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Old 05-13-2008, 04:47 PM   #178
stickfigure OP
Fiendish Fluoridator
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Joined: Jun 2007
Location: Please don't call it 'Frisco
Oddometer: 523

I lack the words.

It's been three weeks. We plan to stay another week. If I stay here much longer, I may get stuck for a long time.

The architecture is beautiful. Like Zacatecas, Guanajuato is built in a narrow canyon. However, they routed much of the street traffic into old tunnels under the city and blocked off most of the surface streets to vehicles. The centro is large, dense, beautiful, and incredibly friendly to pedestrians.*

There is no question that this is a university town. Young, beautiful people are everywhere. Everyone is friendly! There are endless bars and clubs and plazas and sidewalk restaurants. Almost every night of the week the city becomes a huge party, and live music is everywhere. There are three karaoke bars, and we gringos weren't the only ones singing the (handful of) english-language songs.

The second best thing in Guanajuato is El Corcho de Baco, a wine bar and charcuteria on the plazuela San Fernando. They have some *great* wine from Baja as well as numerous Argentinian and Chilean options:

Gavin and I have made this place our second home. It helps that the cafe next door has free wifi.

When Gavin and I were in Zacatecas, we met about a dozen US foreign-exchange students studying in Guanajuato. The first time we set out on foot, we bumped into several of them on the street and immediately celebrated our reunion over micheladas. They gave us a great orientation to Guanajuato and recommended this cool hotel above a cafe:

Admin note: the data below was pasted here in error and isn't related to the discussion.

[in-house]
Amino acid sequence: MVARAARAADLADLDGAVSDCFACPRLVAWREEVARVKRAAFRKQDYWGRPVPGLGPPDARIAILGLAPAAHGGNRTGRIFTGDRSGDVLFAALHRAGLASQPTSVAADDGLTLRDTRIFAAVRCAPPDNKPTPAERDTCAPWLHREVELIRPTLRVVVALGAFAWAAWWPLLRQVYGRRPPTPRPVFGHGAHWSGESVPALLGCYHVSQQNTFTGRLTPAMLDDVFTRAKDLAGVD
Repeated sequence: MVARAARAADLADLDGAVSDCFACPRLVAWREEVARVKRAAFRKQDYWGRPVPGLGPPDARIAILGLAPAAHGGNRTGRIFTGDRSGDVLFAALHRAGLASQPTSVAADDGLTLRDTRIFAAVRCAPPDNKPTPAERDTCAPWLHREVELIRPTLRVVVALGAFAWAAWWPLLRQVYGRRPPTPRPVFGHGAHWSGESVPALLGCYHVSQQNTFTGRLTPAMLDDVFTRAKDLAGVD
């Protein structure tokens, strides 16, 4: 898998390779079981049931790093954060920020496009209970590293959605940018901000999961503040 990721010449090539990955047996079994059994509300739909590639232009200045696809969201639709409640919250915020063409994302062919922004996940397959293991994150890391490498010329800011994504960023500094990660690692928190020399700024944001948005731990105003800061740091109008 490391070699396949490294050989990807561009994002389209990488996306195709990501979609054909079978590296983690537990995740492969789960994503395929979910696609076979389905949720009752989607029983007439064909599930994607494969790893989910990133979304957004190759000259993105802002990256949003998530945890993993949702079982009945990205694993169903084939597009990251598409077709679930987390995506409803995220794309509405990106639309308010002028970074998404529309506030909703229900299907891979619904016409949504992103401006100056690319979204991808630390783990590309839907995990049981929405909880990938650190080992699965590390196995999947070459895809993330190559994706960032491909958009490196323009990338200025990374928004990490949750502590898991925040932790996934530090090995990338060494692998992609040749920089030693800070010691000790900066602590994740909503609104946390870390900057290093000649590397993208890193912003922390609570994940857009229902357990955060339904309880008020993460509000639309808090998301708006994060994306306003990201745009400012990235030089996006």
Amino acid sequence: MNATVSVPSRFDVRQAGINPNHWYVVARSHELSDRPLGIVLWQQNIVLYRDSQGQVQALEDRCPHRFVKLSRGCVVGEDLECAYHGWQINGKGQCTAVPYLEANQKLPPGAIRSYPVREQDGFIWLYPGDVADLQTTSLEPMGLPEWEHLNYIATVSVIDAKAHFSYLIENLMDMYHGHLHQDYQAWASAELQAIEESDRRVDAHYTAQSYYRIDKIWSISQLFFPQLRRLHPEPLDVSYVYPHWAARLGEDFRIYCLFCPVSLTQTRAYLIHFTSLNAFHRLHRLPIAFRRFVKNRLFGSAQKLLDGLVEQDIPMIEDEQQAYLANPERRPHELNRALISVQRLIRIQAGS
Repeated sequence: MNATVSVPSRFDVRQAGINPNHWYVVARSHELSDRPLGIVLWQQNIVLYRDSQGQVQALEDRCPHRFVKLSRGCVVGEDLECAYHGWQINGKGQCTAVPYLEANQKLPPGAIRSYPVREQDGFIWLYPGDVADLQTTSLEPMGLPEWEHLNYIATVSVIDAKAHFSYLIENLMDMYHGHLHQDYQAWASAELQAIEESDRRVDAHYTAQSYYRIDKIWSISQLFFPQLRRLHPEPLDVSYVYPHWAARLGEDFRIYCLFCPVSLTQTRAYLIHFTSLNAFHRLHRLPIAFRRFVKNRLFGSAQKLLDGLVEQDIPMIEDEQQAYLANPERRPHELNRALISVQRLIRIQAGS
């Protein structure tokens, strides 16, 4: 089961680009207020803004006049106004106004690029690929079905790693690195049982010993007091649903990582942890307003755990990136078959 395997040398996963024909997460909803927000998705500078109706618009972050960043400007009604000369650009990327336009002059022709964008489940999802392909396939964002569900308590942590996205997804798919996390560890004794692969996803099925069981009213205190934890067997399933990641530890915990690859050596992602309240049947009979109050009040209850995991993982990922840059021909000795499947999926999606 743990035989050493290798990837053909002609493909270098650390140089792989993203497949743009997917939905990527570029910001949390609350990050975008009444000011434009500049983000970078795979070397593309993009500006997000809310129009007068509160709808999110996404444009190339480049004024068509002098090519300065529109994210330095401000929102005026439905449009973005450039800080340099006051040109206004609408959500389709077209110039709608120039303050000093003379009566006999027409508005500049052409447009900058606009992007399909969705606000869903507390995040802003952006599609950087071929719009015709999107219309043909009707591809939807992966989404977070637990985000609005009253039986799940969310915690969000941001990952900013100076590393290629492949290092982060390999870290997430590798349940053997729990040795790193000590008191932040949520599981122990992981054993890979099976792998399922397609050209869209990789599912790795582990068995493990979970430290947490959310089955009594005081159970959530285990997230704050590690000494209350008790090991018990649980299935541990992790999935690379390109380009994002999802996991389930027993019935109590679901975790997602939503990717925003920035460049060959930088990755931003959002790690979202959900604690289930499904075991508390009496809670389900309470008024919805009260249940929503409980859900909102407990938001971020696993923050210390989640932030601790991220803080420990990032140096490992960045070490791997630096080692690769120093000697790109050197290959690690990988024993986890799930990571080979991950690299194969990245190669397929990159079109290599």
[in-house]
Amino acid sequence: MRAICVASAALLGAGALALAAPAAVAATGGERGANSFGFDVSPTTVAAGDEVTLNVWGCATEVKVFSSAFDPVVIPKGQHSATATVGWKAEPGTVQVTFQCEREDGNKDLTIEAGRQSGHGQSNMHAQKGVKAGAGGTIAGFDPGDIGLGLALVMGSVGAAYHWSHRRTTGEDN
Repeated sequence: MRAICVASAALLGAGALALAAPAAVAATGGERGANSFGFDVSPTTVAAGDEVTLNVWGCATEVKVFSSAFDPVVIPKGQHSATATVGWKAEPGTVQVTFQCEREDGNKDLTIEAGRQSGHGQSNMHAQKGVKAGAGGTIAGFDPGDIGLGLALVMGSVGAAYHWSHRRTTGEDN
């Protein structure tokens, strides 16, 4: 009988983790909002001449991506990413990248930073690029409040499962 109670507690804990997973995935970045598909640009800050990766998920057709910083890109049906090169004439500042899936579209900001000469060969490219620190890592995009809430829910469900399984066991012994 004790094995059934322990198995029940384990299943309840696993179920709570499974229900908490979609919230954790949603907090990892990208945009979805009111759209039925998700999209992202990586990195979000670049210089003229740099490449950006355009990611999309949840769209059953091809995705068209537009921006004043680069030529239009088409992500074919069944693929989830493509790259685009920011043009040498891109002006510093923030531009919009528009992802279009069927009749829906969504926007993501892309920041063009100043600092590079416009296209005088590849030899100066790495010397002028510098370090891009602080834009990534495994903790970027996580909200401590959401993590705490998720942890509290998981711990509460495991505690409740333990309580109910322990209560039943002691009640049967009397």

In order to get the bikes parked here, we had to ride up some stairs. I LOVE RIDING STAIRS! Although, I need to drop the gearing if I'm going to do this regularly - I'm currently running one tooth short of stock on the rear sprocket; one tooth higher than stock would probably be perfect.

Gavin's Multistrada isn't equipped quite so well for this kind of hooliganism. He scraped the bike undercarriage going up. Inspecting the scratches, I discovered that the oil filter (yes, the one made of cheap chinese pot metal) is placed in the WORST POSSIBLE LOCATION for an adventure bike, perfect for catching rocks and other sharp objects:

Notice the nice dent in the filter. We're going to have to be a lot more careful with this bike offroad than either of us realized. Gavin is emailing the Terramostro people to find out if their bash plate can be adapted to the 'strada, but I doubt it will be ready for this trip.

The very best thing in Guanajuato is Guille:

We met randomly in front of my hotel a couple days after I arrived. Because she spent several years on the US, she's finishing her university program later than most and has another year or two left here. I'm going to be heartbroken when I have to leave.

* There is one caveat to this. The surface streets that do exist downtown are narrow and the sidewalks even narrower (when they exist). On one occasion I physically grabbed (a now, much more cautious) Gavin and yanked him out of the street before he got sideswiped by a bus turning around the corner he was standing on. "I rode a motorcycle through Mexico and got killed as a pedestrian" wouldn't make a very good tshirt.
San Francisco to Panama and back... eventually?
How I Nearly Killed My Friends In Baja
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